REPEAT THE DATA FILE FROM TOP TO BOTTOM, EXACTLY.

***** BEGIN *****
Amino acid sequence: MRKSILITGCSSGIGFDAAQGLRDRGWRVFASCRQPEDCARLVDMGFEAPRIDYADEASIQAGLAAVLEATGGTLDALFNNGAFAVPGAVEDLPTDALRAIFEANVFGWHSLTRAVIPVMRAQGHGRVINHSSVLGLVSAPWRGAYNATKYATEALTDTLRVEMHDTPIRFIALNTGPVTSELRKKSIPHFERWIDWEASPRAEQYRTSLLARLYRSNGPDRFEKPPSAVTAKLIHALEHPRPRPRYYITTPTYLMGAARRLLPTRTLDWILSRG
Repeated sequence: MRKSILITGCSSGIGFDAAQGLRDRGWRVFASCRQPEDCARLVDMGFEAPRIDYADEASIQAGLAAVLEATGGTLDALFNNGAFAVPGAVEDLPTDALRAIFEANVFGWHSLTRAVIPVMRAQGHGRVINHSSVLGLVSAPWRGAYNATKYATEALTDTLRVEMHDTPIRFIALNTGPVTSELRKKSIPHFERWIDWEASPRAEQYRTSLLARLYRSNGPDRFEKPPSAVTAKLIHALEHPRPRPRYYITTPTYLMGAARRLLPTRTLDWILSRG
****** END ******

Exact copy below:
Amino acid sequence: MRKSILITGCSSGIGFDAAQGLRDRGWRVFASCRQPEDCARLVDMGFEAPRIDYADEASIQAGLAAVLEATGGTLDALFNNGAFAVPGAVEDLPTDALRAIFEANVFGWHSLTRAVIPVMRAQGHGRVINHSSVLGLVSAPWRGAYNATKYATEALTDTLRVEMHDTPIRFIALNTGPVTSELRKKSIPHFERWIDWEASPRAEQYRTSLLARLYRSNGPDRFEKPPSAVTAKLIHALEHPRPRPRYYITTPTYLMGAARRLLPTRTLDWILSRG
Repeated sequence: MRKSILITGCSSGIGFDAAQGLRDRGWRVFASCRQPEDCARLVDMGFEAPRIDYADEASIQAGLAAVLEATGGTLDALFNNGAFAVPGAVEDLPTDALRAIFEANVFGWHSLTRAVIPVMRAQGHGRVINHSSVLGLVSAPWRGAYNATKYATEALTDTLRVEMHDTPIRFIALNTGPVTSELRKKSIPHFERWIDWEASPRAEQYRTSLLARLYRSNGPDRFEKPPSAVTAKLIHALEHPRPRPRYYITTPTYLMGAARRLLPTRTLDWILSRG